New Project Planned For Cecil Place and Grace Street

Despite the potential for a double-dip recession, condo construction in Georgetown is moving ahead full steam. On top of the planned projects at the Ket Bridge Exxon site, the Post Office, and the Verizon building parking lot (all EastBanc projects) a new project has popped up. It’s for a brand new building at the corner of Cecil Pl. and Grace St.

Right now the location is a parking lot:

The lot is owned by G.M. Steinbraker & Sons, a third generation Georgetown-based general contractor firm based out of a workshop just down the block on Grace St.

The property is going to be developed by Wilco Residential. They call the project the “Grace Street Loft”. It is planned to have seven units ranging from a tiny 446 sqf. to a spacious 1,280 sqf.

The design concept right now is somewhat modern in the style of the East Banc projects, which is to say a mix of brick with industrial-style windows.

The plans call for no on-site parking, but the developer plans to secure parking in one of the lots on K St.

Unsurprisingly, the neighbors had an initially negative reaction to the proposed plans. Primarily they are objecting to the massing of the building and its contemporary style.

Units are expected to be sold in the range of $900,000 to $1,000,000.



Filed under Real Estate

13 responses to “New Project Planned For Cecil Place and Grace Street

  1. William Newton


  2. Anonymous, please: "Nemo"

    The design itself is banal, trendy, and derivative: it contains nothing original, and is completely insensitive to the site. Moreover, what happens to the people next door whose windows will be blocked out by the new development? In the UK, the “Right to Light,” a.k.a. the “Ancient Lights Law,” wisely prohibits blockage of windows that have enjoyed daylight for generations. With respect to parking, the site probably sits on bedrock, so a garage would be prohibitively expensive. In the larger context, isn’t the South of M Street district already overly congested?

  3. William Newton

    The plants you see in the strip where the fence is are maintained by the people who live in the first house on the left as you go down Cecil Place. They have done a terrific job to bring some additional green to the neighborhood, and it’s a pity that not only will their efforts be lost, but they will have this hideous monstrosity looming over their home and back yard.

  4. Also there is no sidewalk on that side of Cecil Place, which means the building will probably be built right up to the road surface. That will be great for delivery trucks and moving vans.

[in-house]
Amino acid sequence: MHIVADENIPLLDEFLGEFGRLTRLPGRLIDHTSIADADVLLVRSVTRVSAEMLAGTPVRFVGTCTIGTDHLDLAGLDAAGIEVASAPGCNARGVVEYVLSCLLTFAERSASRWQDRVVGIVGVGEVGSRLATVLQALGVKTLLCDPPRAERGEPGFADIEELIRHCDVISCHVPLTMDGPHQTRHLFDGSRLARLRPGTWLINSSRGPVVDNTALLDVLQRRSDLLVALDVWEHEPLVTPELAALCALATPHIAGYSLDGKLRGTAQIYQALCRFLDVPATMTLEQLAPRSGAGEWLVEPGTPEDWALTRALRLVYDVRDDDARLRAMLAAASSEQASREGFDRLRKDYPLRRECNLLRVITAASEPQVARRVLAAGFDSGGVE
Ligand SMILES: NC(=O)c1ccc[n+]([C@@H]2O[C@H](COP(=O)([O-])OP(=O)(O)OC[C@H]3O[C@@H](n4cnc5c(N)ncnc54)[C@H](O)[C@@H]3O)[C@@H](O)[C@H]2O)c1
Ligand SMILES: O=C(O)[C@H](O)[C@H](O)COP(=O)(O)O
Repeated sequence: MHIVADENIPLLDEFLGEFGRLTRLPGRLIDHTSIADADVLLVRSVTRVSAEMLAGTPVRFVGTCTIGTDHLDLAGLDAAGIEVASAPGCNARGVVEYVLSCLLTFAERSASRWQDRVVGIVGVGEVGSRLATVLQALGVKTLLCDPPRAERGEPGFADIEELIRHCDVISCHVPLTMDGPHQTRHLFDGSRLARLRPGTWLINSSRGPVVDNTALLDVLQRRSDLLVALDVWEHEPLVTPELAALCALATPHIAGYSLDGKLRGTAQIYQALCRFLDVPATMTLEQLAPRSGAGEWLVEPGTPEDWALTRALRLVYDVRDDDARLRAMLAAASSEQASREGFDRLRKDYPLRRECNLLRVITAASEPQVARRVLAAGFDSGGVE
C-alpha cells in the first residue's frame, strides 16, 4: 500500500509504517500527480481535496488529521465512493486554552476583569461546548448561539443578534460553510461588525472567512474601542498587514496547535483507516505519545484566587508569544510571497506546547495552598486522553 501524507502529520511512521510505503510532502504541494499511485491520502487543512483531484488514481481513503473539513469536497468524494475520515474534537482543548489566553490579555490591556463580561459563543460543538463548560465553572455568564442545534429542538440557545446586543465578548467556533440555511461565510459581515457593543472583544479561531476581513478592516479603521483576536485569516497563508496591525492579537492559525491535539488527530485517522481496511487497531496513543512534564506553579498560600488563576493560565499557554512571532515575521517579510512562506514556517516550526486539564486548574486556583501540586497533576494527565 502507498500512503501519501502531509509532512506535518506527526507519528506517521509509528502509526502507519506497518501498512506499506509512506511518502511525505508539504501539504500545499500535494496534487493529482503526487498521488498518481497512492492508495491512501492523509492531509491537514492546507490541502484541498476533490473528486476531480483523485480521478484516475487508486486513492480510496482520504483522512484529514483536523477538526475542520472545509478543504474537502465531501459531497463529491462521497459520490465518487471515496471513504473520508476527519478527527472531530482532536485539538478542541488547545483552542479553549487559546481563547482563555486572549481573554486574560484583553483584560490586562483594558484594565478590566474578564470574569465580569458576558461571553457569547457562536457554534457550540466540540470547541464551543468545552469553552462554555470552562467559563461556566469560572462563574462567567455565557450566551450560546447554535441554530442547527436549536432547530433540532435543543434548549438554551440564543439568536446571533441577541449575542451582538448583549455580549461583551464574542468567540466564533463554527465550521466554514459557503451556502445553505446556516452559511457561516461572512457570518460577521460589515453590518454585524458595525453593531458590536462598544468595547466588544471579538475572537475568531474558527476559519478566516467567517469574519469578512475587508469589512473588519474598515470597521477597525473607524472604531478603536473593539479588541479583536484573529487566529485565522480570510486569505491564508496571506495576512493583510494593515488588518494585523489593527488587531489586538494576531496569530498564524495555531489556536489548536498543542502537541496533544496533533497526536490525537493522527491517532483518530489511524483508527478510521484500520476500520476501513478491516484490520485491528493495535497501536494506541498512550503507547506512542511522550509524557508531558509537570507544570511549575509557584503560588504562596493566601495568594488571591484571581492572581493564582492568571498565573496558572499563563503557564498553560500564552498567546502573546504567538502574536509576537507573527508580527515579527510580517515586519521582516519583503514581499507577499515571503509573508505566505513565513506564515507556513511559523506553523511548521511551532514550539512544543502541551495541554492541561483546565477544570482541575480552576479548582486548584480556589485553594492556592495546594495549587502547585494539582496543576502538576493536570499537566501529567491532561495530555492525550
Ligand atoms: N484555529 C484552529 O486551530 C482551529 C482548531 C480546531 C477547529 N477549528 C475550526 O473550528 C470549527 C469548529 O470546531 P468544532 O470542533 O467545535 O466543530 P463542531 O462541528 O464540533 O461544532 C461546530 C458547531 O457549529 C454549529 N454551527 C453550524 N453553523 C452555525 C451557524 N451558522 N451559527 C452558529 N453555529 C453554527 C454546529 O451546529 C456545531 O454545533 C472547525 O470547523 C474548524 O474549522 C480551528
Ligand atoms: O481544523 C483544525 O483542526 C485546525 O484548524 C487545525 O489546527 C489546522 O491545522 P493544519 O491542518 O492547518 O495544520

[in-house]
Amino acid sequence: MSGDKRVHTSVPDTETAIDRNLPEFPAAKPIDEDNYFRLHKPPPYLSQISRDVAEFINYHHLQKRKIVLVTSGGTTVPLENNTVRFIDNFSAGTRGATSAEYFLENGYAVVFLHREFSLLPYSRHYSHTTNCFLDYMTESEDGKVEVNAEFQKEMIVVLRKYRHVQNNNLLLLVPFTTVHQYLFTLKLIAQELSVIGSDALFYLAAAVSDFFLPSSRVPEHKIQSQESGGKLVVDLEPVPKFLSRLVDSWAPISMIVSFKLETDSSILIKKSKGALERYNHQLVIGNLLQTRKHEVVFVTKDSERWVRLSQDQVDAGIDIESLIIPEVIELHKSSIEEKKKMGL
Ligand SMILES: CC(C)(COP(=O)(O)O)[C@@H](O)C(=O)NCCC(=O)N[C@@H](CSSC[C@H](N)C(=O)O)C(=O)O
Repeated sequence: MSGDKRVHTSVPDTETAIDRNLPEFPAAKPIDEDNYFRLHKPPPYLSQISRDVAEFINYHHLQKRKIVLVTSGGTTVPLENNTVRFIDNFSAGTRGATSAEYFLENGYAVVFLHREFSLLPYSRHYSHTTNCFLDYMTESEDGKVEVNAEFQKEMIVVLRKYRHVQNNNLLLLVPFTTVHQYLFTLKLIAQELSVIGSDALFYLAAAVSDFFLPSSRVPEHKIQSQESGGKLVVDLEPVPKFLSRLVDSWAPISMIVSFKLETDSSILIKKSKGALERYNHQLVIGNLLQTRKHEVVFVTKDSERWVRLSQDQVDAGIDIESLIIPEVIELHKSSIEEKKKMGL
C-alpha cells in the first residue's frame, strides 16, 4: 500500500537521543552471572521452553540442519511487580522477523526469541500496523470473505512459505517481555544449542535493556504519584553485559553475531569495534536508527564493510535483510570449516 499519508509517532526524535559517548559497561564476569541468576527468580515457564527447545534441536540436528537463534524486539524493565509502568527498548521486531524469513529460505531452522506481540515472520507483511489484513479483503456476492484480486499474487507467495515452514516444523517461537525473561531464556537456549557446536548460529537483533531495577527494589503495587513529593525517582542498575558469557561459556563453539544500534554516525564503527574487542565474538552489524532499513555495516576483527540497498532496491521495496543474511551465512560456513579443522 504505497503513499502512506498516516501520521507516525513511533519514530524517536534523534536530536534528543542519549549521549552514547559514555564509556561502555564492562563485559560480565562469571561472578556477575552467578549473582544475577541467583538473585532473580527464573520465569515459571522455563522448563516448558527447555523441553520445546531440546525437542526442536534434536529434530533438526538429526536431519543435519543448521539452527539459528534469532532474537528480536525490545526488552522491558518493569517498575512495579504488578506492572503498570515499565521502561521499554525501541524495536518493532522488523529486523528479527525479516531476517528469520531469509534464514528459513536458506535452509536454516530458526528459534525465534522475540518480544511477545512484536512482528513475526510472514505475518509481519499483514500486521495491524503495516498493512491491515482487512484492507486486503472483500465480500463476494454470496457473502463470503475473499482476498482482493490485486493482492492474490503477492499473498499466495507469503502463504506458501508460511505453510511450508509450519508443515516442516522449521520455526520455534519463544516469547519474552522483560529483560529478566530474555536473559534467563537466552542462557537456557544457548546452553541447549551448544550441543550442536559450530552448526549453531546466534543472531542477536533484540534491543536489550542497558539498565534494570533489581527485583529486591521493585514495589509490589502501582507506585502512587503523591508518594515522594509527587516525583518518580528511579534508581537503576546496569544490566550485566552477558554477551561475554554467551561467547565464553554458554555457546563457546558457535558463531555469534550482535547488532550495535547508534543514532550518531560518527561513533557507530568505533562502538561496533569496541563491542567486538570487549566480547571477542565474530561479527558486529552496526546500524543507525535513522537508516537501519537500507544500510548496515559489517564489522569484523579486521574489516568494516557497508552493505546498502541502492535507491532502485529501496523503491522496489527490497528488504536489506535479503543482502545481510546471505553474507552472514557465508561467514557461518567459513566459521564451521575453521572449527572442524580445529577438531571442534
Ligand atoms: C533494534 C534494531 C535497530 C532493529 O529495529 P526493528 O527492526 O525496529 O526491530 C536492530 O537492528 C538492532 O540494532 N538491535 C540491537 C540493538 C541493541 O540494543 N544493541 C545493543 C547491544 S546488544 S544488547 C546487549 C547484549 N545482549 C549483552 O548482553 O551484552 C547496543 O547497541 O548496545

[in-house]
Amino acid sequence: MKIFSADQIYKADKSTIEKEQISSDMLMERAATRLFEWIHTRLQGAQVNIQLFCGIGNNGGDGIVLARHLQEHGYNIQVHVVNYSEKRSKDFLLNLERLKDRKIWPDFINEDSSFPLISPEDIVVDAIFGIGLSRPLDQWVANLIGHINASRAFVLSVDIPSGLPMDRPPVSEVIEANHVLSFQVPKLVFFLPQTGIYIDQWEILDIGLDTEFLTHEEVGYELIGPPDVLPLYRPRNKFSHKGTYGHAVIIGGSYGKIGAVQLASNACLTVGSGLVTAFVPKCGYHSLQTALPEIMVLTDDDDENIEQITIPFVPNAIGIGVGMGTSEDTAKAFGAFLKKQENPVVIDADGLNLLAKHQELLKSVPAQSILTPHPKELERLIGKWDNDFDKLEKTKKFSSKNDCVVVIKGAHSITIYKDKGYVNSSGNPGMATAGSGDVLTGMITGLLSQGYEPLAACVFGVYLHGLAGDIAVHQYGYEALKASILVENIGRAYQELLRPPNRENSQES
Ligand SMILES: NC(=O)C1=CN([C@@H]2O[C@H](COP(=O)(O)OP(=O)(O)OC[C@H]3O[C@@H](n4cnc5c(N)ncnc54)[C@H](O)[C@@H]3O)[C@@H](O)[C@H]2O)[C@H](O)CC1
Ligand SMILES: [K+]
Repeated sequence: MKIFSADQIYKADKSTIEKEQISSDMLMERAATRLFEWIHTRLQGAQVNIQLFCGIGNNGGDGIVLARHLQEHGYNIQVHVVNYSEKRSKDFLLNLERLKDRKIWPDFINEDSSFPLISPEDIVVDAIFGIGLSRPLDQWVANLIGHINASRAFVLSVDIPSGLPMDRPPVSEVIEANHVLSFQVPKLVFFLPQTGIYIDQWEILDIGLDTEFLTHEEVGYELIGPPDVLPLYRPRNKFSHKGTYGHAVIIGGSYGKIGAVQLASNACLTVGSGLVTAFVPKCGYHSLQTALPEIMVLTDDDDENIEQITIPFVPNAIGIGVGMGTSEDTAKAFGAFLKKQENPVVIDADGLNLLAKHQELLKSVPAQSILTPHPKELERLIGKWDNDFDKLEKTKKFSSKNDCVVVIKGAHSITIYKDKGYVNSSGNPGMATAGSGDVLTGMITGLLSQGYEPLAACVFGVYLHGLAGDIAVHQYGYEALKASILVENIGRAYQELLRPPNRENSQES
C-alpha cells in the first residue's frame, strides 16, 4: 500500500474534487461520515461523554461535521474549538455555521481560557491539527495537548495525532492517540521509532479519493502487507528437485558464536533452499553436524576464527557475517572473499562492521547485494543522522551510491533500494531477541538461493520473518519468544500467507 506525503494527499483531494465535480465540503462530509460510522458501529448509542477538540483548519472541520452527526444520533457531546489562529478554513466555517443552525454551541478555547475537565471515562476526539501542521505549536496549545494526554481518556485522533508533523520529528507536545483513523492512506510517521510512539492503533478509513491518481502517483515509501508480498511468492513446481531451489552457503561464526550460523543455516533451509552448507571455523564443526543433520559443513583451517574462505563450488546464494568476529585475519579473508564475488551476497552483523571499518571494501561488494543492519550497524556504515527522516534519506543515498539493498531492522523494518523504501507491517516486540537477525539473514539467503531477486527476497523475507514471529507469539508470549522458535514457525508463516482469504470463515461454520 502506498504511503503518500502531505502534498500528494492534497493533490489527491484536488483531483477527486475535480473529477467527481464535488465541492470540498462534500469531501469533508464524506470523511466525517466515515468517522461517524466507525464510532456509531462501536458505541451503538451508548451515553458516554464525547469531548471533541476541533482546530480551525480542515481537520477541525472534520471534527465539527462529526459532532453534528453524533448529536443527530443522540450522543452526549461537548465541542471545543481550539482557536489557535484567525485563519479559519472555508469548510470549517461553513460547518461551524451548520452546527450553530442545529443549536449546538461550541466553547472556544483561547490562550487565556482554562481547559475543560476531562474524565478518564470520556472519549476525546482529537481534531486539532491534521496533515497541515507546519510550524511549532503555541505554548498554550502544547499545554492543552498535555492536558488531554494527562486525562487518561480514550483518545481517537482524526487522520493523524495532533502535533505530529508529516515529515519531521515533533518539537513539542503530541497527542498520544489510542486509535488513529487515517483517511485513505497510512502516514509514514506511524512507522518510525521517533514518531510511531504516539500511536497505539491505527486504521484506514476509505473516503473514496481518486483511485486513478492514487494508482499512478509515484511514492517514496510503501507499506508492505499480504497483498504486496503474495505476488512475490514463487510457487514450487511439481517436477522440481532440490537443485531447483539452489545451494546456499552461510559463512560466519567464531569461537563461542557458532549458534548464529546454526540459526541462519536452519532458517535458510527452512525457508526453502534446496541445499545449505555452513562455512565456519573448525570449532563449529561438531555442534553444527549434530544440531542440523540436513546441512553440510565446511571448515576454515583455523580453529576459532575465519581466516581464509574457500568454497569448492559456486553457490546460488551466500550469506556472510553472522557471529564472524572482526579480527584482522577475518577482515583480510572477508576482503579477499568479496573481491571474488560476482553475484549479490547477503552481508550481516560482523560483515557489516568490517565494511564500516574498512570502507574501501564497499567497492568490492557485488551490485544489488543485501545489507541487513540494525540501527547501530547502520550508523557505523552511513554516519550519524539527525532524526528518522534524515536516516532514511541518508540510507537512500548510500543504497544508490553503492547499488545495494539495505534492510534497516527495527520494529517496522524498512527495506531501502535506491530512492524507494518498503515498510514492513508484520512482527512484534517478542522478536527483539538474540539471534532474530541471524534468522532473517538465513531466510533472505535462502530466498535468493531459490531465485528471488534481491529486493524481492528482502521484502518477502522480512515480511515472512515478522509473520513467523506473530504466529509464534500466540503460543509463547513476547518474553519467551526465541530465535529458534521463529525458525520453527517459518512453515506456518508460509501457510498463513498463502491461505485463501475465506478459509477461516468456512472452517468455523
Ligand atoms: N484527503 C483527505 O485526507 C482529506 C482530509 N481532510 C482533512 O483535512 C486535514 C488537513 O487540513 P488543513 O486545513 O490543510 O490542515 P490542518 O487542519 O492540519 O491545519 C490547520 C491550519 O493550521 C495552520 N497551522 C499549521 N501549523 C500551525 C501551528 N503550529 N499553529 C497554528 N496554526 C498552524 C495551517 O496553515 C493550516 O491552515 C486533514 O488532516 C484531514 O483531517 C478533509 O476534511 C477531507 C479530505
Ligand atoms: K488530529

5. Anonymous

    Great! Major construction at an insection that numerous residents of the area must use to access Wisconsin Ave or K street. Unlike rescent projects, my hope is that they will show some consideration for the residents who live nearby and not block the intersection while building. I have my doubts though.

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  7. RDDC

    This is a city, not a town. Change is imminent. Get over it. If not all of the minimal impact of the first recession will hit DC hard with the second.

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  9. bob the builder

    This will be a million times better than a parking lot and much better than many of those awful, introverted 70′, 80’s developments in the area. Stop complaining and let them build on their property just like the neighbors did. As an aside, the windows on the adjacent property are refered to as “at risk” – you put them there knowing theres a risk that they will be blocked in the future. Deal with it.

  10. EastGeorgetowner

    To all those who say change is imminent and deal with it, you may have a point. However, change need not come in the form of more ugly and historically inappropriate modern architecture that East Banc puts up throughout Georgetown. I wish they could up with at least a more transitional style. We will regret all this new construction in the modern architecture style in Georgetown some day….

  11. 202_cyclist

    I agree with Bob the builder. This is better than a vacant lot. It is consistent architecture with the building directly next to it, which isn’t exactly historic. This will provide more property tax revenue to the District, and by allowing more people to live in DC, will also provide more income tax revenue to the District when both are needed. This will also create construction jobs. This development, with the proposed EastBanc development of the Exxon site and the conversion of the post office, will bring more residents to Georgetown to support local businesses. It is also an infill site near an area well-served by several bus lines and hopefully, one day, a Wisconsin Avenue streetcar route. It is locations like this where we should be encouraging new development, instead of out in greenfield sites like Potomac that require people to drive everywhere.

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